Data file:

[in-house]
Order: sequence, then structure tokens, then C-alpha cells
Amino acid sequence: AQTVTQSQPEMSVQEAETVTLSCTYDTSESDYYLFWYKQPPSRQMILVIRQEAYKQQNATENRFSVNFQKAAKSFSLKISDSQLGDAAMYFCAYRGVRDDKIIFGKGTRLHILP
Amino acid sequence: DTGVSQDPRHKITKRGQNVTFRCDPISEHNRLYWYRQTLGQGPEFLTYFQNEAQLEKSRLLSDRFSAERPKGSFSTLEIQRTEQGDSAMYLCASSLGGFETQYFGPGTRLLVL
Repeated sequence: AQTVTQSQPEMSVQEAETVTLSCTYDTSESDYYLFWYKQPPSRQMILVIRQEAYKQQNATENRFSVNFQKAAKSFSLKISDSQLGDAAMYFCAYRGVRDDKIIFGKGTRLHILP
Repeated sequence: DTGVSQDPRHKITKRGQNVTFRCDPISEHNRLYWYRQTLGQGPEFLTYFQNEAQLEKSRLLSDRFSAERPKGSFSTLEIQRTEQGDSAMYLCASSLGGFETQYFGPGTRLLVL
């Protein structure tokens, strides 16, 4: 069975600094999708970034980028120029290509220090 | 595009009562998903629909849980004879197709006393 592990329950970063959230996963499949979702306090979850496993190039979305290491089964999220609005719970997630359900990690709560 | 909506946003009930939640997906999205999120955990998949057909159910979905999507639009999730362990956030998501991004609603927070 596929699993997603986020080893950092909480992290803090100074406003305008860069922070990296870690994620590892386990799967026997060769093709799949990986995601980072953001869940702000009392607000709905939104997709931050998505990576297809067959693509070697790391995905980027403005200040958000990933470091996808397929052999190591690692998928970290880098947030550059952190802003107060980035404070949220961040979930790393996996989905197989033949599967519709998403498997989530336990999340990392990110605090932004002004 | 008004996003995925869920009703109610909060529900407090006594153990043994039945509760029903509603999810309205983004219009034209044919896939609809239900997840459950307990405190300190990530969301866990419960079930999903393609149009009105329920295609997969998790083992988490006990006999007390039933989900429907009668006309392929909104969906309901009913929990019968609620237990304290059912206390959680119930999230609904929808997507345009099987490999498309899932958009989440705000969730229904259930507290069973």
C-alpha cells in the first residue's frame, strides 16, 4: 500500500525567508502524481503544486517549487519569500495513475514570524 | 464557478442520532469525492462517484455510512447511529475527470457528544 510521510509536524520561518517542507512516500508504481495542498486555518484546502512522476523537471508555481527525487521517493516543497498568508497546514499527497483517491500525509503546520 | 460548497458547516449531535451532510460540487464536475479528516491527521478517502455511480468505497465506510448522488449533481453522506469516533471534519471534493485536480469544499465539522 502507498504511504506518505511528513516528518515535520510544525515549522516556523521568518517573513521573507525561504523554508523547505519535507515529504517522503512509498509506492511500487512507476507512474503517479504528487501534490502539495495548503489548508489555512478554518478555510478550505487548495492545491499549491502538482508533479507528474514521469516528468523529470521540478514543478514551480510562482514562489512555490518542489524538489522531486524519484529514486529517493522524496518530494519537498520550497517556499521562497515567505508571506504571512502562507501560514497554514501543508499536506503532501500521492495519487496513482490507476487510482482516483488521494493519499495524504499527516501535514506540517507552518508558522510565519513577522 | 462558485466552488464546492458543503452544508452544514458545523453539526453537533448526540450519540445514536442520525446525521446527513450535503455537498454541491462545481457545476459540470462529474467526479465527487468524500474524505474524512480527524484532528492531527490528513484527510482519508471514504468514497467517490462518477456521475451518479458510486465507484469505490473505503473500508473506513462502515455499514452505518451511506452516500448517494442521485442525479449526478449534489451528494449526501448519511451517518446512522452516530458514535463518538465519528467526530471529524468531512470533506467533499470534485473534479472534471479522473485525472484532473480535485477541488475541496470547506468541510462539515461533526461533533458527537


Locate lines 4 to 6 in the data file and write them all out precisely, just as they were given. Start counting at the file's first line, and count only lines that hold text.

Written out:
Amino acid sequence: DTGVSQDPRHKITKRGQNVTFRCDPISEHNRLYWYRQTLGQGPEFLTYFQNEAQLEKSRLLSDRFSAERPKGSFSTLEIQRTEQGDSAMYLCASSLGGFETQYFGPGTRLLVL
Repeated sequence: AQTVTQSQPEMSVQEAETVTLSCTYDTSESDYYLFWYKQPPSRQMILVIRQEAYKQQNATENRFSVNFQKAAKSFSLKISDSQLGDAAMYFCAYRGVRDDKIIFGKGTRLHILP
Repeated sequence: DTGVSQDPRHKITKRGQNVTFRCDPISEHNRLYWYRQTLGQGPEFLTYFQNEAQLEKSRLLSDRFSAERPKGSFSTLEIQRTEQGDSAMYLCASSLGGFETQYFGPGTRLLVL